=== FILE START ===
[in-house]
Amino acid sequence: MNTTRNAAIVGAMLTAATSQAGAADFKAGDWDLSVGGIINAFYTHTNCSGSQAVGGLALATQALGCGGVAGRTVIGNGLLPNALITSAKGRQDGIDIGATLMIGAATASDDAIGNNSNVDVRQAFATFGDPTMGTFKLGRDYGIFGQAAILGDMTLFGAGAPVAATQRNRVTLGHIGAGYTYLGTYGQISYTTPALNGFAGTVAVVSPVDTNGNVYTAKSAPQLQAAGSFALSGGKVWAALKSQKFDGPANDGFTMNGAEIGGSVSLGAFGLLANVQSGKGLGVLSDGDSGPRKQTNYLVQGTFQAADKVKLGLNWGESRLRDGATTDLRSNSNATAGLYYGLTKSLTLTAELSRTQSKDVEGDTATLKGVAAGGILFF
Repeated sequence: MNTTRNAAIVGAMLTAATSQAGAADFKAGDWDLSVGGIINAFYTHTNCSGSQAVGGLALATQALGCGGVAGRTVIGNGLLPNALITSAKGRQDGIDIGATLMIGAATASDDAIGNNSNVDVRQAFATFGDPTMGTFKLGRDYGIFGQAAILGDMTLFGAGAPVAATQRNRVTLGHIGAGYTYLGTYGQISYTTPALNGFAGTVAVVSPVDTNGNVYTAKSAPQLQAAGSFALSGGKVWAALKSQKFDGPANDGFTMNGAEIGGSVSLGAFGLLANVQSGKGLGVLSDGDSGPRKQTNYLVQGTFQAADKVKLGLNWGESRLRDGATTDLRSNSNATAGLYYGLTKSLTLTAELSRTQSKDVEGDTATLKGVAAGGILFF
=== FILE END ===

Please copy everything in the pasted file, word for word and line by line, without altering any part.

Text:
[in-house]
Amino acid sequence: MNTTRNAAIVGAMLTAATSQAGAADFKAGDWDLSVGGIINAFYTHTNCSGSQAVGGLALATQALGCGGVAGRTVIGNGLLPNALITSAKGRQDGIDIGATLMIGAATASDDAIGNNSNVDVRQAFATFGDPTMGTFKLGRDYGIFGQAAILGDMTLFGAGAPVAATQRNRVTLGHIGAGYTYLGTYGQISYTTPALNGFAGTVAVVSPVDTNGNVYTAKSAPQLQAAGSFALSGGKVWAALKSQKFDGPANDGFTMNGAEIGGSVSLGAFGLLANVQSGKGLGVLSDGDSGPRKQTNYLVQGTFQAADKVKLGLNWGESRLRDGATTDLRSNSNATAGLYYGLTKSLTLTAELSRTQSKDVEGDTATLKGVAAGGILFF
Repeated sequence: MNTTRNAAIVGAMLTAATSQAGAADFKAGDWDLSVGGIINAFYTHTNCSGSQAVGGLALATQALGCGGVAGRTVIGNGLLPNALITSAKGRQDGIDIGATLMIGAATASDDAIGNNSNVDVRQAFATFGDPTMGTFKLGRDYGIFGQAAILGDMTLFGAGAPVAATQRNRVTLGHIGAGYTYLGTYGQISYTTPALNGFAGTVAVVSPVDTNGNVYTAKSAPQLQAAGSFALSGGKVWAALKSQKFDGPANDGFTMNGAEIGGSVSLGAFGLLANVQSGKGLGVLSDGDSGPRKQTNYLVQGTFQAADKVKLGLNWGESRLRDGATTDLRSNSNATAGLYYGLTKSLTLTAELSRTQSKDVEGDTATLKGVAAGGILFF